Well, I’m finally home from the desert southwest. You know what? It’s hotter here in the muggy southeast. A lot hotter.
Just one more set of pictures to share, from my hike with Nora in Kings Canyon National Park. This is the trip we were warming up for about a month ago in the Smokeys. Now we were going to do the real thing. The hike we had planned would follow the path of Bubbs Creek, which would probably more aptly be called Bubbs Waterfall. The creek descends 5,000 vertical feet in perhaps 8 miles of creek flow. The trail following the creek requires dozens of switchbacks, and so takes about 14 miles to cover the same distance. So our hike would cover 28 miles horizontally, one mile straight up, and another mile straight down.
When we arrived at Kings Canyon, we were somewhat alarmed to learn that there was an active forest fire about 5 miles from our trailhead. We camped about 30 miles from the trail (in the closest campground with vacancies), and then drove at sunrise to the start of our hike. This drive was much more dramatic than we had anticipated, and not just because we would be driving the length of Kings canyon itself. The sun actually rose right through the smoke from the forest fire, creating a most stunning effect:
Contrast this to the photo I took four days later from nearly the identical vantage point:
Fortunately, the fire didn’t really affect our hike much at all. It was a bit smoky for the first 3 or 4 miles, and after that the smoke wasn’t noticeable at all. What was noticeable, about 2 miles into the hike, was a large black bear, about 100 feet ahead of us on the trail. Unfortunately, I didn’t get any pictures, but this was the most beautiful, close-up sighting of a bear I’d ever experienced. Shortly thereafter, we saw two different rattlesnakes, one with full rattle and poised to attack. Sorry, no pictures of the rattlesnakes either. We were too freaked out to do much but give them a wide berth and move on. How about a nice picture of Nora along Bubbs Creek instead?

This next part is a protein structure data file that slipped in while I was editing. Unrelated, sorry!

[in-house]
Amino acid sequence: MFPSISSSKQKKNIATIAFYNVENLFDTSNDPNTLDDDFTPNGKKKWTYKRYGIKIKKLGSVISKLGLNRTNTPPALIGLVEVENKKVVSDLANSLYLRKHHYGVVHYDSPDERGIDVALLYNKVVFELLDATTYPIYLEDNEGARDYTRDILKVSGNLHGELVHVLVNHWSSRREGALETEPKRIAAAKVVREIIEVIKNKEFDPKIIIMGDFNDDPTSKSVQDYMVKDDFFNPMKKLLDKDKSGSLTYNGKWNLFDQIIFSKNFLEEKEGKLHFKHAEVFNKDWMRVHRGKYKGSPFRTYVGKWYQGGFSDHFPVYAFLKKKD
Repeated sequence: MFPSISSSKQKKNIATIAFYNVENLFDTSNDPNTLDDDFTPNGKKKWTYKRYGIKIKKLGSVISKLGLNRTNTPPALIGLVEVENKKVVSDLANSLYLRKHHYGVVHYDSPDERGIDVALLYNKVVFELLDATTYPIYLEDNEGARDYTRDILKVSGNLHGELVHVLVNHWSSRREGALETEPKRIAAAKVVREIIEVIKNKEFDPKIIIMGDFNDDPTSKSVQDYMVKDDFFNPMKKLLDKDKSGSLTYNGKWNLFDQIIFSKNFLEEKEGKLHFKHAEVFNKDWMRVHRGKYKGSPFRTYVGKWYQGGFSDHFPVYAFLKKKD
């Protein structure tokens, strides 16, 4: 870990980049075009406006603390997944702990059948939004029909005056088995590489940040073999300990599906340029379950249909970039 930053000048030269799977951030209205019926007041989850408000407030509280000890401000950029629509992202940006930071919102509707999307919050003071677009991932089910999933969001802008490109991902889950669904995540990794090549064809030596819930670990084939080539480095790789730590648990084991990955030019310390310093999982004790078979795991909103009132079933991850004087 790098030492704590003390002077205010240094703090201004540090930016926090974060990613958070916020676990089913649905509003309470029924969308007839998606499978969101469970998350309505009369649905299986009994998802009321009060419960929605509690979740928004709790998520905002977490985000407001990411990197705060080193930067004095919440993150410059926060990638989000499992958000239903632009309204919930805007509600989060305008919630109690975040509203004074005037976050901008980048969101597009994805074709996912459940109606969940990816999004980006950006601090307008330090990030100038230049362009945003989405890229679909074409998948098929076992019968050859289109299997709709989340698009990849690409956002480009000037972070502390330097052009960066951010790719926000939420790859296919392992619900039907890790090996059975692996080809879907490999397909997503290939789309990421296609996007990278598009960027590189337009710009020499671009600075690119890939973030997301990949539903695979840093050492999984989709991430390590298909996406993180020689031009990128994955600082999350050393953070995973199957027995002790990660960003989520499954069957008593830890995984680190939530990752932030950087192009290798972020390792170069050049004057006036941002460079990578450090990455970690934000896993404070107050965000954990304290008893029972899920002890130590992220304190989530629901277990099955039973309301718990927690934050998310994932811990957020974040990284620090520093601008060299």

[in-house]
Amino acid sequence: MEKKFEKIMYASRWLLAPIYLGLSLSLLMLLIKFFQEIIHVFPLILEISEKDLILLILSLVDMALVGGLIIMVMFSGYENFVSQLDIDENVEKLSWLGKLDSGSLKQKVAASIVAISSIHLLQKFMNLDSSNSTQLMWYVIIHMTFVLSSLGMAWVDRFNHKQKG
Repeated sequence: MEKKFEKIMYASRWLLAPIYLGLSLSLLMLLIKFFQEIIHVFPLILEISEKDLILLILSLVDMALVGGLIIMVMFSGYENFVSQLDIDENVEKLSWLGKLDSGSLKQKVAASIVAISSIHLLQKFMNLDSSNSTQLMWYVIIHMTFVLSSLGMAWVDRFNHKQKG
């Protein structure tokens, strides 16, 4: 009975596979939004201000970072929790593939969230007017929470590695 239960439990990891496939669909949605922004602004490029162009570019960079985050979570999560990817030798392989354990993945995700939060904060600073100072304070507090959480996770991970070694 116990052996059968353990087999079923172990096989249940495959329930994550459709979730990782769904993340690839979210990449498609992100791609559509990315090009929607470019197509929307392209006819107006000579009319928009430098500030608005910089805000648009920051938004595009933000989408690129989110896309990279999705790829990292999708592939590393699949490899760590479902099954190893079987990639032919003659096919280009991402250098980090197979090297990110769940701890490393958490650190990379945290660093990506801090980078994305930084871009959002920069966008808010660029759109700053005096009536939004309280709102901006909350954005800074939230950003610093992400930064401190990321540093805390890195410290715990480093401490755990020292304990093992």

Kings Canyon and Sequoia adjoin each other and pretty much operate as one unified park. There are big sequoias in both parks. These trees are so big that they are difficult to capture in a photograph. To give you some idea of just how big they are, here’s Nora with a couple of the pinecones:
Day 2 was rainy, a long, hard uphill slog. We didn’t much feel like taking pictures that day. Victory was at hand by the end of the day, however, when the rain tapered off, and we reached our campsite at Vidette meadow, at an elevation of nearly 10,000 feet. We set up camp and hiked up the trail another mile or so, to reach the 10,000-foot mark. Unfortunately, here our view was partially obscured by trees, so there are no good photos. We did try a new thing, however: freeze dried ice cream (which begs the question: how do you freeze dry ice cream? Isn’t it already frozen?). Nora thought it tasted rather like cotton candy.
Day 3 was glorious: clear skies, downhill hiking, and spectacular views. It’s difficult to capture the vastness of the high Sierra on film, but here are a couple of efforts:
We probably could have hiked all the way out on day 3 — downhill is so much easier than uphill! But we resisted, stopping 4 miles from the trailhead for our last night. On the last day, it took us just two hours to hike out — success! Here’s Nora about an hour and a half from civilization:
What did we want to do when we finally reached civilization? Apart from the obvious (toilets with seats, real beds), what we wanted first was ICE CREAM!
Next we had to drive six hours, in order to get within striking distance of our flight out of Vegas the next day. Fortunately there were a few distractions on otherwise boring, flat highway 99. The best one was the Sun Maid store, in the middle of friggin’ nowhere California. Who knew there were so many different kinds of raisins? My favorite was the dark chocolate covered Muscat raisin, about halfway between a raisin and a prune in size. According to the store clerk, this was the only place in the world you could get them.